- APPLE SHAPE: This woman has slim legs and thighs, her abdomen & chest look out of proportion compared to the rest of her body. Fat is mainly distributed in the abs, chest and face.
- BANANA OR STRAIGHT SHAPE: This woman's waist is less than 9 inches smaller than than her hips & bust. Fat is distributed in the abs, buttocks, chest and face. This will create that ruler shaped body.
- PEAR OR SPOON SHAPE: The woman with this body type will have a large rear, robust thighs and a small bosom area. Fat tends to be in different areas such as her buttocks, hips and thighs.
- HOURGLASS SHAPE: This woman's hips and bust are almost equal in size with a really small waistline. Fat tends to be in her upper and lower body parts.
Thursday, February 24, 2011
What's Your BODY TYPE?
Who said it was okay for women to dress their bodies any kind of way... As a woman I really hate for other women not to look and dress their best. It doesn't matter if you have movie star money or housewife money you can still dress your best everyday of the week. The first thing you need to know is your body type, because without that information you will never dress correctly.
Their are 4 body types and you will fall into one of these groups...
WHICH ONE ARE YOU?
So, my question to you ladies is "which one are you?"
If you want to know how to dress your body type correctly let me know by placing all you questions in the comment area of this blog. I can't wait to talk with you about your body type and your style...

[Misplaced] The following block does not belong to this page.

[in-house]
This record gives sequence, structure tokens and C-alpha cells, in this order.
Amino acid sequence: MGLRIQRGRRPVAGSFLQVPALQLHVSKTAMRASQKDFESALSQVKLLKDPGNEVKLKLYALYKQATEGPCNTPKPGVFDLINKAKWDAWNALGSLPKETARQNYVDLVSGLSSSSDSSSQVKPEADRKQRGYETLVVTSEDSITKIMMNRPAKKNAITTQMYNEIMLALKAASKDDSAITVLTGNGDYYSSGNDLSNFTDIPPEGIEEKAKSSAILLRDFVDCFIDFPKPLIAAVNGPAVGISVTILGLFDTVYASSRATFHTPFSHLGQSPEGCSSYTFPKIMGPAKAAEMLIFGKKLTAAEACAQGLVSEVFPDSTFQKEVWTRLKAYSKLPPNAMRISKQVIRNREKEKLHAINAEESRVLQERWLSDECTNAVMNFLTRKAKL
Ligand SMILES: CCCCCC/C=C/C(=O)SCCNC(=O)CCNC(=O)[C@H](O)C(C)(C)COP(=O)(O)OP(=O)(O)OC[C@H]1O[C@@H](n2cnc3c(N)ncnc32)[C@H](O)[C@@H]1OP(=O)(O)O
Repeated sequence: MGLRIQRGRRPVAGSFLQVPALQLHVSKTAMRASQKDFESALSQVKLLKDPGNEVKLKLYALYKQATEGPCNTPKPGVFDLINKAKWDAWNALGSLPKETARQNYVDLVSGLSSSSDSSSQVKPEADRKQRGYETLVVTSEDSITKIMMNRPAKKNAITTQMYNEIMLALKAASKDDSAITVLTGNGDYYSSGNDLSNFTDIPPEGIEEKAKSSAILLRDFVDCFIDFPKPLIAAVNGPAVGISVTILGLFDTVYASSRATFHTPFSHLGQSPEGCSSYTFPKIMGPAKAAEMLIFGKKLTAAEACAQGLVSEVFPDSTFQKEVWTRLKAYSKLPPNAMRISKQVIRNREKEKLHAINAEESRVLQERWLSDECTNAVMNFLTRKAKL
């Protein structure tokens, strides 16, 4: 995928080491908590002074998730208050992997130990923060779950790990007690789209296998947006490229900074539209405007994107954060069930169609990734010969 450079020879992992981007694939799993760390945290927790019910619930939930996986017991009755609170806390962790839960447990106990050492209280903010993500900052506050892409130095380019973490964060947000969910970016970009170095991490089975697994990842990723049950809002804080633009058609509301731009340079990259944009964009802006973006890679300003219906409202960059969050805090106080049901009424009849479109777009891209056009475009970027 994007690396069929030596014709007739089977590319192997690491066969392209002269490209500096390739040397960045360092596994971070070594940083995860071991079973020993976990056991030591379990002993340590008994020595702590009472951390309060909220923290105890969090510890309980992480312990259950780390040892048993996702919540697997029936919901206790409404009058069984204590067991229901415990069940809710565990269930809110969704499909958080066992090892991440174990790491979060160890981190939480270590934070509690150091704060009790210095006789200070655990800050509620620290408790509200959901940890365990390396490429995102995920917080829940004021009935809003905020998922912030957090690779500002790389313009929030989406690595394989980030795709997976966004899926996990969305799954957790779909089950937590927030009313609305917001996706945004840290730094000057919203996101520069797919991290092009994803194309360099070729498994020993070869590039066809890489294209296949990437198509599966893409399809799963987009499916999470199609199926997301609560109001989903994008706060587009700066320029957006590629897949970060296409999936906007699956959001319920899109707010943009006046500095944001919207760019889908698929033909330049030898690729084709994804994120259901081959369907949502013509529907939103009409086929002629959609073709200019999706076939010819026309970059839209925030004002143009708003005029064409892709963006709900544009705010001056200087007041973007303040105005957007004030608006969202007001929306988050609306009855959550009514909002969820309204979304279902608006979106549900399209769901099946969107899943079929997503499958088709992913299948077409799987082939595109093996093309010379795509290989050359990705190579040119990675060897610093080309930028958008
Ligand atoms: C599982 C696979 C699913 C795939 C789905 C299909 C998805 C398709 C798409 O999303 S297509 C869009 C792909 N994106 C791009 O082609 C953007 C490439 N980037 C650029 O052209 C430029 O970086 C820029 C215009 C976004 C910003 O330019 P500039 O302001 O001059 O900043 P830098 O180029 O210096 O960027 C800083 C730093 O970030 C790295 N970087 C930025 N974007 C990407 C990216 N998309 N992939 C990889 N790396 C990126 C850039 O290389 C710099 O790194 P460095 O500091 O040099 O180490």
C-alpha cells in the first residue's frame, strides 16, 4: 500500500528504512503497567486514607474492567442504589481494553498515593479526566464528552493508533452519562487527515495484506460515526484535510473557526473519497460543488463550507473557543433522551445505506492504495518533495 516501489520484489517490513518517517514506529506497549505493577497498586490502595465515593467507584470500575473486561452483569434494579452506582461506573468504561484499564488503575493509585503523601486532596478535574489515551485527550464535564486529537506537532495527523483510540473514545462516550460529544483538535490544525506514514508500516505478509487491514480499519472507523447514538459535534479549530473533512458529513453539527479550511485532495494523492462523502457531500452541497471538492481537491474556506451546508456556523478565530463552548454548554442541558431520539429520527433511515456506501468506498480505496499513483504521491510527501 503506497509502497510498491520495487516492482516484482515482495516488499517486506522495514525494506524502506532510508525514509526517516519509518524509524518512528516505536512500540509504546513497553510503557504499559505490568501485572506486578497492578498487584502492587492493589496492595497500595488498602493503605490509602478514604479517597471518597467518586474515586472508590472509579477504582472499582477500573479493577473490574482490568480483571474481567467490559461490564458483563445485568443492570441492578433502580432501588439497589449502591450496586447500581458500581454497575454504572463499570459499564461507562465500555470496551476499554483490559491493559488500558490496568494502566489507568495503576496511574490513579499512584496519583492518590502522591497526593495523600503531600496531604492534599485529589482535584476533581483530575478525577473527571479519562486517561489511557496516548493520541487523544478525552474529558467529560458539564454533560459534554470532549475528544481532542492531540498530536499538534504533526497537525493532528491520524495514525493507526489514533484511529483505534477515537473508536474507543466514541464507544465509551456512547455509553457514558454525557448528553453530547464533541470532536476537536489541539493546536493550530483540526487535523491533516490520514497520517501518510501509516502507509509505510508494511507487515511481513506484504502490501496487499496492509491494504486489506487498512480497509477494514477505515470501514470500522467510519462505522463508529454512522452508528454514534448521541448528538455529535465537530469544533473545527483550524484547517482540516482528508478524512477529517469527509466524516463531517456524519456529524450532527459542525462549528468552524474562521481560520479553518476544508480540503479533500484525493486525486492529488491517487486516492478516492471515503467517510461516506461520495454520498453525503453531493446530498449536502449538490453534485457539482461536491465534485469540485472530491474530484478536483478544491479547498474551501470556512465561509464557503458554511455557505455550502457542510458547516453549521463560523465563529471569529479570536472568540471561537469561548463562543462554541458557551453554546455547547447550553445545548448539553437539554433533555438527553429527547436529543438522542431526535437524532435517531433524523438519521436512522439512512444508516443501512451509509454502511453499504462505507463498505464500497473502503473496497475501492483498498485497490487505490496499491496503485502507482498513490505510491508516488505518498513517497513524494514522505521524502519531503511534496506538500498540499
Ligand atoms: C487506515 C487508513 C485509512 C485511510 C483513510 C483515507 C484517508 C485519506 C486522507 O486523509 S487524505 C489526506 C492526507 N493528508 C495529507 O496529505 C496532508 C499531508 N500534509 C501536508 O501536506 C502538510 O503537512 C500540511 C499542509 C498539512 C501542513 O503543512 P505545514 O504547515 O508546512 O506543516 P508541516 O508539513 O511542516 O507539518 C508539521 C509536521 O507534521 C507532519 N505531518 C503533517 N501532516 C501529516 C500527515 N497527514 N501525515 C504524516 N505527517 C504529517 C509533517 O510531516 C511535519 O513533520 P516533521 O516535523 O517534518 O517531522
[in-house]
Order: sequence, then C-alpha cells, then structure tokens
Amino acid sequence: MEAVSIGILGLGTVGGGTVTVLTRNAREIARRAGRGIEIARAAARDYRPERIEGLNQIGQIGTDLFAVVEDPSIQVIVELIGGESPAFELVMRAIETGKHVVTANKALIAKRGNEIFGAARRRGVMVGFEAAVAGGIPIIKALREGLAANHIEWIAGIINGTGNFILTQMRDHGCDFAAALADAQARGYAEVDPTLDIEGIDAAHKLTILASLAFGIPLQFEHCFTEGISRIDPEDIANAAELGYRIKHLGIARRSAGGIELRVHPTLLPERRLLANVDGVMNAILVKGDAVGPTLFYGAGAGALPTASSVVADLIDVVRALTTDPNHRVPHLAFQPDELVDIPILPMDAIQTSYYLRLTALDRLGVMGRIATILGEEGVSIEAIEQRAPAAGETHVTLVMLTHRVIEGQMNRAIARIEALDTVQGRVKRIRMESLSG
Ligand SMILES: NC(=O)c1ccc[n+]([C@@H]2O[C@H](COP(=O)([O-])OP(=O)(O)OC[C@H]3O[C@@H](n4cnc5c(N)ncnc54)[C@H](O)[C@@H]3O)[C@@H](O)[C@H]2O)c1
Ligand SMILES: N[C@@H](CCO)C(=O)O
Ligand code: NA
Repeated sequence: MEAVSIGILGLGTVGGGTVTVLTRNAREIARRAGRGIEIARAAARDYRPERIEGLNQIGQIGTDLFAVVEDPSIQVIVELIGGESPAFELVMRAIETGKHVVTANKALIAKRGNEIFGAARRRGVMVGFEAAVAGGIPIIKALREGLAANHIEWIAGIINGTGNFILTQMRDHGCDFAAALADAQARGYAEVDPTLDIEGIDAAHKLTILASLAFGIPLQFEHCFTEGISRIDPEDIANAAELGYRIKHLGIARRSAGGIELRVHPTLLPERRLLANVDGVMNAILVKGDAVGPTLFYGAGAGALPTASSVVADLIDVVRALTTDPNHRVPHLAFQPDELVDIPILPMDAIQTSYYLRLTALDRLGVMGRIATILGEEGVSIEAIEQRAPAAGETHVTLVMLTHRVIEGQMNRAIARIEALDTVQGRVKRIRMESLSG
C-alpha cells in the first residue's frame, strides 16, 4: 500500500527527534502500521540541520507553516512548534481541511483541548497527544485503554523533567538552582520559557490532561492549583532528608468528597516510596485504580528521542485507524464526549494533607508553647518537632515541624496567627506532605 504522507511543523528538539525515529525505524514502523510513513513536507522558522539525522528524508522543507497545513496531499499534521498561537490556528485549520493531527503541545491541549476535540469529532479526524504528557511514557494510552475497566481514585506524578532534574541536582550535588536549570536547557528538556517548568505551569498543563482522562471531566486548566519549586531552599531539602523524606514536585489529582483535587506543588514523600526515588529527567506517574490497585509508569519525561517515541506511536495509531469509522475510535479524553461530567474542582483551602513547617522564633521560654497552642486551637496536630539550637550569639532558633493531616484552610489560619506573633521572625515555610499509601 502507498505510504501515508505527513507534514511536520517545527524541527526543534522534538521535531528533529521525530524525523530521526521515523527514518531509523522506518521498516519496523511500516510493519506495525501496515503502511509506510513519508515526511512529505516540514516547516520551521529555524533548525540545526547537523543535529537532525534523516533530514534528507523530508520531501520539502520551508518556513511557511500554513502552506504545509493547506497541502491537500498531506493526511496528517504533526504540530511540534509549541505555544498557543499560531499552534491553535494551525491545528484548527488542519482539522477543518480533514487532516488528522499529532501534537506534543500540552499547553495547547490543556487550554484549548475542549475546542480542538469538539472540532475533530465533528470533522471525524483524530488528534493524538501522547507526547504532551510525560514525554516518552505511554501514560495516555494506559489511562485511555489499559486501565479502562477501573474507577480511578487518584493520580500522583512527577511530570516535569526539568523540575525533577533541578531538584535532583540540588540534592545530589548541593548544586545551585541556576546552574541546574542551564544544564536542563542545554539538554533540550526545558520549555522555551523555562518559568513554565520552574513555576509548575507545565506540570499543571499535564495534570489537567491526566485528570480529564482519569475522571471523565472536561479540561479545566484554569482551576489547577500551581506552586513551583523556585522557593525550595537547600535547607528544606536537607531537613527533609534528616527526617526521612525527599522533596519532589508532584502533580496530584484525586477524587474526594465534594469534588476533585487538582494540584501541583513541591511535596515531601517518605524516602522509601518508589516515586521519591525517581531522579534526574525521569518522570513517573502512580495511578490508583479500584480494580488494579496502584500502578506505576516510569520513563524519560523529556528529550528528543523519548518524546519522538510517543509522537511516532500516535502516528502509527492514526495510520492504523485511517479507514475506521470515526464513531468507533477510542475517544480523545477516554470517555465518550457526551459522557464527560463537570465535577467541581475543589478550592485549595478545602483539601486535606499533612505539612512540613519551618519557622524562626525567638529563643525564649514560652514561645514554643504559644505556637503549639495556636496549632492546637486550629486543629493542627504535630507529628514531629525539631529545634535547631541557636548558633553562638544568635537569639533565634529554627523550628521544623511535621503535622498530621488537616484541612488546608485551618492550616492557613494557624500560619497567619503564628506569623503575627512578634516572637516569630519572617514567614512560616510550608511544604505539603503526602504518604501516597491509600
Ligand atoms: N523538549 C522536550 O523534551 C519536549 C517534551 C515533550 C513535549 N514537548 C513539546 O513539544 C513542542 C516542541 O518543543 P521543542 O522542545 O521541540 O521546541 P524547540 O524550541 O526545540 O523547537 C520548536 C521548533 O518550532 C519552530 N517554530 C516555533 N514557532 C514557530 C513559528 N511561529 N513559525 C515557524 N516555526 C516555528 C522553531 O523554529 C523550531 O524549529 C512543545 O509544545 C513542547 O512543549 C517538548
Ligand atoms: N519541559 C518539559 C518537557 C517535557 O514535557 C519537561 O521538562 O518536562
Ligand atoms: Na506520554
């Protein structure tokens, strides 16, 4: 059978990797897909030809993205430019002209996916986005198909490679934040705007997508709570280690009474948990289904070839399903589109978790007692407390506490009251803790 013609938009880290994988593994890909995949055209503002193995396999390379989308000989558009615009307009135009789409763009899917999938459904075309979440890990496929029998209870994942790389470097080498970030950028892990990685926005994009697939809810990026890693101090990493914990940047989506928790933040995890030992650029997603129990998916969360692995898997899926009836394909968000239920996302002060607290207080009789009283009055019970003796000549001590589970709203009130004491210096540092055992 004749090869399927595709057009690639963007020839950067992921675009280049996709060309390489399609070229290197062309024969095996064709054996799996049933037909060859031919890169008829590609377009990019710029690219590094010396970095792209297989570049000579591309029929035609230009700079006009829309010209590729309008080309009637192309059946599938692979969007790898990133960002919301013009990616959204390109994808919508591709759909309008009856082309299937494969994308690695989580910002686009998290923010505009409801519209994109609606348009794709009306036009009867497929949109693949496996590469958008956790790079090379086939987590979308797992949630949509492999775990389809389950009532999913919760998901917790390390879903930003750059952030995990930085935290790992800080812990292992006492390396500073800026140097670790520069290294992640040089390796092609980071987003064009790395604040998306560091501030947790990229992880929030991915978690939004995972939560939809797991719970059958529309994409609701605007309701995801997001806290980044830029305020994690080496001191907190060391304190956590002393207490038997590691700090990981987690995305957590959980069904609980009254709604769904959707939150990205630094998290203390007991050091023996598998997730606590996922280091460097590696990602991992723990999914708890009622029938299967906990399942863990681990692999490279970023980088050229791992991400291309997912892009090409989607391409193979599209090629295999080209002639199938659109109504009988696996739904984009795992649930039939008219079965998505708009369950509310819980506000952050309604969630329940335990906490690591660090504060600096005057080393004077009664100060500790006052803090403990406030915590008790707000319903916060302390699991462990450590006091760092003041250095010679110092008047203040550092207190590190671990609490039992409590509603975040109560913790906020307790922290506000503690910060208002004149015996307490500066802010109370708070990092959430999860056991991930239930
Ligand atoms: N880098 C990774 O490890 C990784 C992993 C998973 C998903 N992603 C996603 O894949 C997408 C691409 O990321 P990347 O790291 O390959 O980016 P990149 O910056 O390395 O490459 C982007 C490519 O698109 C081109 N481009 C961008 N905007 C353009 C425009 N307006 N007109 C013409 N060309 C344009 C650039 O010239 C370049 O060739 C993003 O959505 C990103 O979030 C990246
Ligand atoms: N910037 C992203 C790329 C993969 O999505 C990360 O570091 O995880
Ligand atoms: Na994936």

Monday, February 21, 2011
1. Red flag: Toenails with slightly sunken, spoon-shaped indentations
What it means: Anemia (iron deficiency) often shows up as an unnatural, concave or spoonlike shape to the toes' nail beds, especially in moderate-to-severe cases. It's caused by not having enough hemoglobin, an iron-rich protein in the blood cells that transports oxygen. Internal bleeding (such as an ulcer) or heavy menstrual periods can trigger anemia.
More clues: On fingers as well as toes, the skin and nail beds both appear pale. The nails may also be brittle, and feet may feel cold. Fatigue is the number-one sign of anemia, as are shortness of breath, dizziness when standing, and headache.
What to do: A complete blood count is usually used to diagnose anemia. A physical exam may pinpoint a cause. First-step treatments include iron supplements and dietary changes to add iron and vitamin C (which speeds iron absorption).
2. Red flag: Hairless feet or toes
What it means: Poor circulation, usually caused by vascular disease, can make hair disappear from the feet. When the heart loses the ability to pump enough blood to the extremities because of arteriosclerosis (commonly known as hardening of the arteries), the body has to prioritize its use. Hairy toes are, well, low on the totem pole.
More clues: The reduced blood supply also makes it hard to feel a pulse in the feet. (Check the top of the foot or the inside of the ankle.) When you stand, your feet may be bright red or dusky; when elevated, they immediately pale. The skin is shiny. People with poor circulation tend to already know they have a cardiovascular condition (such as heart disease or a carotid artery) yet may not realize they have circulation trouble.